United States
              Environmental Protection
Prevention, Pesticides
and Toxic Substances
June 2000
              Bensulide  Facts
       EPA has assessed the risks of bensulide and reached an Interim Reregistration Eligibility
Decision (IRED) for this organophosphate (OP) pesticide. With the risk mitigation measures required,
bensulide fits into its own "risk cup"-- its individual, aggregate risks are within acceptable levels.
Bensulide also is eligible for reregistration, pending a full reassessment of the cumulative risk from all
       Bensulide residues in food and drinking
water do not pose risk concerns. With
mitigation limiting homeowners' and children's
exposure via home lawns and other turf,
bensulide fits into its own "risk cup." With
other mitigation measures, bensulide's worker
and ecological risks also will be below levels of
concern for reregistration.

       EPA's next step under the Food Quality
Protection Act (FQPA) is to complete a
cumulative risk assessment and risk
management decision encompassing all the OP
pesticides, which share a common mechanism
of toxicity.  The interim decision on bensulide
cannot be considered final until this cumulative
assessment is complete. Further risk mitigation
may be required at that time.

       EPA is reviewing the OP pesticides to
determine whether they meet current health and
safety standards. Older OPs need decisions
about their eligibility for reregistration under
FIFRA.  OPs with residues in food, drinking water, and other non-occupational exposures also must be
reassessed to make sure they meet the new FQPA safety standard.
      The OP Pilot Public Participation Process

           The organophosphates are a group of
    related pesticides that affect the functioning of the
    nervous system. They are among EPA's highest
    priority for review under the Food Quality Protection
           EPA is encouraging the public to
    participate in the review of the OP pesticides.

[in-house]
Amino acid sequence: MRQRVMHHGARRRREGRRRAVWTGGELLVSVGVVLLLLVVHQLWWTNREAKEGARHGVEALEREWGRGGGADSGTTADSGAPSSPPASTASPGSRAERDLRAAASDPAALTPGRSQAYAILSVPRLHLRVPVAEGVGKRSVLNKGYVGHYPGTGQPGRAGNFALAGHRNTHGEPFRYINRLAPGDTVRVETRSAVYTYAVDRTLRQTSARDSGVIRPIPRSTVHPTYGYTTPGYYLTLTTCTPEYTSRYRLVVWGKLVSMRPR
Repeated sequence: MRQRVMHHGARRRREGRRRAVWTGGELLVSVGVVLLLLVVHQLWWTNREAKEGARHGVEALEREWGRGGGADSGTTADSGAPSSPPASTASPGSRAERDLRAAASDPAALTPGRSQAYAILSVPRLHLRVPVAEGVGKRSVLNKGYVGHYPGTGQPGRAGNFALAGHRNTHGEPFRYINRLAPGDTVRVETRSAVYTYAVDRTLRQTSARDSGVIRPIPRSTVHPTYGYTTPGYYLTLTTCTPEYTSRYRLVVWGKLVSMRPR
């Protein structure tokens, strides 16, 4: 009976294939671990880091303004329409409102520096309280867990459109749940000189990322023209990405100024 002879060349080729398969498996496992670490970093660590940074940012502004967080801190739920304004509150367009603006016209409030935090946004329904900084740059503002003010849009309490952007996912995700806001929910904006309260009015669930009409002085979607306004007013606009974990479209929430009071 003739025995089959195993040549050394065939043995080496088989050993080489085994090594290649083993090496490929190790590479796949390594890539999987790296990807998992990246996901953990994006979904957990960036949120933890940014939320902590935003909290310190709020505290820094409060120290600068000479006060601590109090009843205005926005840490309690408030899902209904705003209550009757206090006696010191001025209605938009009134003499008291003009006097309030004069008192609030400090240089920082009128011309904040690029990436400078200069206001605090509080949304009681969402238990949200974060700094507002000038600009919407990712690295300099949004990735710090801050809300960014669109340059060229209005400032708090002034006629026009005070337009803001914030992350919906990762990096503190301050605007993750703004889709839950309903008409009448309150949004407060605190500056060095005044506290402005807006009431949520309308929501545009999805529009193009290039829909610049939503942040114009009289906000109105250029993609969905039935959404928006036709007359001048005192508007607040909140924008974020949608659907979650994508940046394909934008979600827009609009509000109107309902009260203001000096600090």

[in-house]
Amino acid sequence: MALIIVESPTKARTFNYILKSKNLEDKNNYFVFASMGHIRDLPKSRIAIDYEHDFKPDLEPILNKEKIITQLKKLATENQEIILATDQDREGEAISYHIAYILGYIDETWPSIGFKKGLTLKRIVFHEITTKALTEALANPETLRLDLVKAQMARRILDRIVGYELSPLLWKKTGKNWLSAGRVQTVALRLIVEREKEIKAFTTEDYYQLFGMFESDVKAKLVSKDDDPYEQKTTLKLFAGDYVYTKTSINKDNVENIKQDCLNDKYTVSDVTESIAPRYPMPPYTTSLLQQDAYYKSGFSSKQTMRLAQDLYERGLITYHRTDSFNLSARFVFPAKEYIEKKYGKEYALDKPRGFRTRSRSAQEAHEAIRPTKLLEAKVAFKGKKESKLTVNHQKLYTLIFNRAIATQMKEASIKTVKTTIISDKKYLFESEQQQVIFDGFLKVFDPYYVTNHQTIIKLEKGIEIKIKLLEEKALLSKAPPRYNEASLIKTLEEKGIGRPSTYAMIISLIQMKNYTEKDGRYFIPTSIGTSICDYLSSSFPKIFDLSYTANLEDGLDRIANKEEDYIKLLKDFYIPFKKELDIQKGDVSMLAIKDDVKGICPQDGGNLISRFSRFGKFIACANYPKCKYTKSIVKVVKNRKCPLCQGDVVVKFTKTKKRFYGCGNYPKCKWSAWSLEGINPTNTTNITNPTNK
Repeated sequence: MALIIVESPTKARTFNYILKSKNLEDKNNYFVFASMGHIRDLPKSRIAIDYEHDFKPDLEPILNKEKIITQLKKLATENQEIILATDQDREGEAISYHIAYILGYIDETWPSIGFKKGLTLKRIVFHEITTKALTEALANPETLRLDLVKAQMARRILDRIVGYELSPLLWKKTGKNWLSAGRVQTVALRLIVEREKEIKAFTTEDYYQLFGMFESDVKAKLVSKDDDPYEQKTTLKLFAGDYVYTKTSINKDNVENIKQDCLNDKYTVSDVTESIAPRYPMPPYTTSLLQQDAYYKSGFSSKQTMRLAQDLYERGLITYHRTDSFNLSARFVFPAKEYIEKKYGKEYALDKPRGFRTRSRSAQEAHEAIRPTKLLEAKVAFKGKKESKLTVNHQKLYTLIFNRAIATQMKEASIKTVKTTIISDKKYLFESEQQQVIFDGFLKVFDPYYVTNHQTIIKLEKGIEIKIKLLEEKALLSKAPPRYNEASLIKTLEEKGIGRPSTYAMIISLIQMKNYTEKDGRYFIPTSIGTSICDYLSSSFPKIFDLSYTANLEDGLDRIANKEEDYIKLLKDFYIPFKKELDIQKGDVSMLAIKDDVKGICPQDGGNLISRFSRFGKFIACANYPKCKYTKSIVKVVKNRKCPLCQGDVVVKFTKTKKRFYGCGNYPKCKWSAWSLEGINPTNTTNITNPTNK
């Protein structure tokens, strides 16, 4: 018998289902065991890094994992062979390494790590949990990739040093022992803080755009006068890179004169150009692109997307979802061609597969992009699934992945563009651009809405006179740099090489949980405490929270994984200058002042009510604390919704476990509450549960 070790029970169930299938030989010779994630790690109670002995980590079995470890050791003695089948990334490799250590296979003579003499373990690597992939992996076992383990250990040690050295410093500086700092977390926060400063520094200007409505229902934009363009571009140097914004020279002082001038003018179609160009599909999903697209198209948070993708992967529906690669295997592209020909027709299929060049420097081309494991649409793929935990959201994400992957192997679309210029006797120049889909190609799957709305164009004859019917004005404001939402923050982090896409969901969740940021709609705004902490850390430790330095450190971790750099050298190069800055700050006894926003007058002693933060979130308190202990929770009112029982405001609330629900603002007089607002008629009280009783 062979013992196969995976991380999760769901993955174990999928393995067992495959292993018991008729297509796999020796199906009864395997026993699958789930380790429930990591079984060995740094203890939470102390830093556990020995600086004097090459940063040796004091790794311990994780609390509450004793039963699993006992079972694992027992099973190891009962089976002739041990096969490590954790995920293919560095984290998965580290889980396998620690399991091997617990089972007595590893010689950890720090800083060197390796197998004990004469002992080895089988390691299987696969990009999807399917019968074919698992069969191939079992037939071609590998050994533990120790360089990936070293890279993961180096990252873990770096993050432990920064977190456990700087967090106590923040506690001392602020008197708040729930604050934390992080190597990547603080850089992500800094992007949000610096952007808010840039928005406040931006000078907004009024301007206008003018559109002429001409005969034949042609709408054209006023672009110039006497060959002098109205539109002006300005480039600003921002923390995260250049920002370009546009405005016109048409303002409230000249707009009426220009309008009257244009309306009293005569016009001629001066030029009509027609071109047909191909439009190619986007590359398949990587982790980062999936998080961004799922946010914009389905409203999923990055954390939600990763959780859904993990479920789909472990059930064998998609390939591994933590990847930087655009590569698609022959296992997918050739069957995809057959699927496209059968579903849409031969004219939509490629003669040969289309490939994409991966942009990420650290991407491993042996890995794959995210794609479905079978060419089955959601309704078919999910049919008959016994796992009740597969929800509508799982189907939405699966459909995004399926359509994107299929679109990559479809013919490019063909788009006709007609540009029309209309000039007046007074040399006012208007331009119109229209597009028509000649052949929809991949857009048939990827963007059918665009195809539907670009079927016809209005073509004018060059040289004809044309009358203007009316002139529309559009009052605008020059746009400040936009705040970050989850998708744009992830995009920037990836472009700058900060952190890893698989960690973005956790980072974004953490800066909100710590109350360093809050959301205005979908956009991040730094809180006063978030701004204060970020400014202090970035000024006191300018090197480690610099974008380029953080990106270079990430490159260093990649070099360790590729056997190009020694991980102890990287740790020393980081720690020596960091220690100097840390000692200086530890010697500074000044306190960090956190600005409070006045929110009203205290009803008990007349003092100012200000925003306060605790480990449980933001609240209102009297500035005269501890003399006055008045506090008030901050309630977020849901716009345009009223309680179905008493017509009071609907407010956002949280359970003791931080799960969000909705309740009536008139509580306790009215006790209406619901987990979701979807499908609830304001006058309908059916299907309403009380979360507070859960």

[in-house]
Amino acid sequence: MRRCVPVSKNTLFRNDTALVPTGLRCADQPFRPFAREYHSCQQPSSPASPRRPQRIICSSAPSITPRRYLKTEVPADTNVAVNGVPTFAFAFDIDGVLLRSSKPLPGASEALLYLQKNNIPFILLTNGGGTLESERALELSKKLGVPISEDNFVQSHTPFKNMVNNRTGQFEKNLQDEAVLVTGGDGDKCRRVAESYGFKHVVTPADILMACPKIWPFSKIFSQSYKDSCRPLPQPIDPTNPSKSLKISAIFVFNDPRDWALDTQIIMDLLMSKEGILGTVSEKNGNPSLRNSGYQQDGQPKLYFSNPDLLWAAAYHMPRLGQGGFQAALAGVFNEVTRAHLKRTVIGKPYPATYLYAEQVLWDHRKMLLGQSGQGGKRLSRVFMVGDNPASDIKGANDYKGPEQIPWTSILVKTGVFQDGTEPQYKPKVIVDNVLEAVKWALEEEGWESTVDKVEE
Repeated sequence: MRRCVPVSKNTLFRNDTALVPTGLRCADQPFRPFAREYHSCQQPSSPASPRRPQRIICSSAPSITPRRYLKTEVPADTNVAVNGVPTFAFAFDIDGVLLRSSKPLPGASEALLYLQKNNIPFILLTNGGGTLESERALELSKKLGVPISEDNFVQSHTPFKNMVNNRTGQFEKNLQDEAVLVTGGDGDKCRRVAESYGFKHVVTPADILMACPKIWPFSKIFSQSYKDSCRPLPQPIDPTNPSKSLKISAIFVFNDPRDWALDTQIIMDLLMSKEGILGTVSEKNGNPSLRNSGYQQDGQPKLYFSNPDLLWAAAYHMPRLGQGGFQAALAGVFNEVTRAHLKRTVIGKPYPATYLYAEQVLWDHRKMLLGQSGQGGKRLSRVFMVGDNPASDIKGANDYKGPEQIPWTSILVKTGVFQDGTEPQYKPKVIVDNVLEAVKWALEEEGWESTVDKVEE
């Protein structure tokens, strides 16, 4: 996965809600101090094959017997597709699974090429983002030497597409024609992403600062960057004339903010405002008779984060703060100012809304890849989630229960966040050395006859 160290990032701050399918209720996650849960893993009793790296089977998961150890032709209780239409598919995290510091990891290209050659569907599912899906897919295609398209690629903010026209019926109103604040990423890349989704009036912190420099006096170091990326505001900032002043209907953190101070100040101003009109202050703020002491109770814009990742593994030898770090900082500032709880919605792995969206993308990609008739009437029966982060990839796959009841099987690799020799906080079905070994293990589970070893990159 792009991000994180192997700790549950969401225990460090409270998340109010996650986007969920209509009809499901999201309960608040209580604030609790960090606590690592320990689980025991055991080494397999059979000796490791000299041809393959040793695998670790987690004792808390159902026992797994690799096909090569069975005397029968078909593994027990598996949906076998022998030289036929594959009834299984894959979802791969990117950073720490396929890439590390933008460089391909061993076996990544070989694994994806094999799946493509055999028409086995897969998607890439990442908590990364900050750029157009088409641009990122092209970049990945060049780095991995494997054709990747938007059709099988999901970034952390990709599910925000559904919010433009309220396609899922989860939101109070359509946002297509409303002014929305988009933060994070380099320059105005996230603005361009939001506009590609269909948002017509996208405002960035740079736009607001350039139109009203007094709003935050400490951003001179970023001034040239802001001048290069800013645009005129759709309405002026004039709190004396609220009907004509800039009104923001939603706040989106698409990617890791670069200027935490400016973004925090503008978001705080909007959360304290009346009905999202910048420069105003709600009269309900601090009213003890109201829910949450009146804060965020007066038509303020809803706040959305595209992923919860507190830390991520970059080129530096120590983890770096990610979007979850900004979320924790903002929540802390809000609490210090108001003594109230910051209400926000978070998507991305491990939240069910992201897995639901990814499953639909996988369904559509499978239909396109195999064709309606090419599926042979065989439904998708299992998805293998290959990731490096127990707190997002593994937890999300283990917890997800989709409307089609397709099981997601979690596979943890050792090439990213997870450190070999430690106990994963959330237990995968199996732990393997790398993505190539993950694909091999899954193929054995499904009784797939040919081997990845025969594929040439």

Through a six-phased pilot public participation
    process, the Agency is releasing for review and
    comment its preliminary and revised scientific risk
    assessments for individual OPs.  (Please contact
    the OP Docket, telephone 703-305-5805, or see
    EPA's web site, www.epa.gov/pesticides/op .)
           EPA is exchanging information with
    stakeholders and the public about the OPs, their
    uses, and risks through Technical Briefings,
    stakeholder meetings, and other fora. USDA is
    coordinating input from growers and other OP
    pesticide users.
           Based on current information from
    interested stakeholders and the public, EPA is
    making interim risk management decisions for
    individual OP pesticides,  and will make final
    decisions through a cumulative OP assessment.

       The bensulide interim decision was made through the OP pilot public participation process,
which increases transparency and maximizes stakeholder involvement in EPA's development of risk
assessments and risk management decisions.  EPA worked extensively with affected parties to reach
the decisions presented in this interim decision document, which concludes the OP pilot process for


       An herbicide, bensulide is used to control a variety of grasses and weeds in food crops (60 to
       65 % of all use)  including carrots, fruiting vegetables, leafy vegetables (mostly head lettuce),
       dry bulb vegetables (onions), cucurbits (mostly melons), and cole crops (cauliflower, cabbage,
       broccolini and broccoflower).  Bensulide products may be used outdoors by homeowners on
       lawns and ornamentals, and by professional lawn care operators. Bensulide may be used on
       turf (primarily golf course greens and tees), on ornamentals, and for greenhouse and outdoor
       uses in commercial nurseries.

       Annual domestic use is low- approximately 550,000 pounds of active ingredient per year.

Health Effects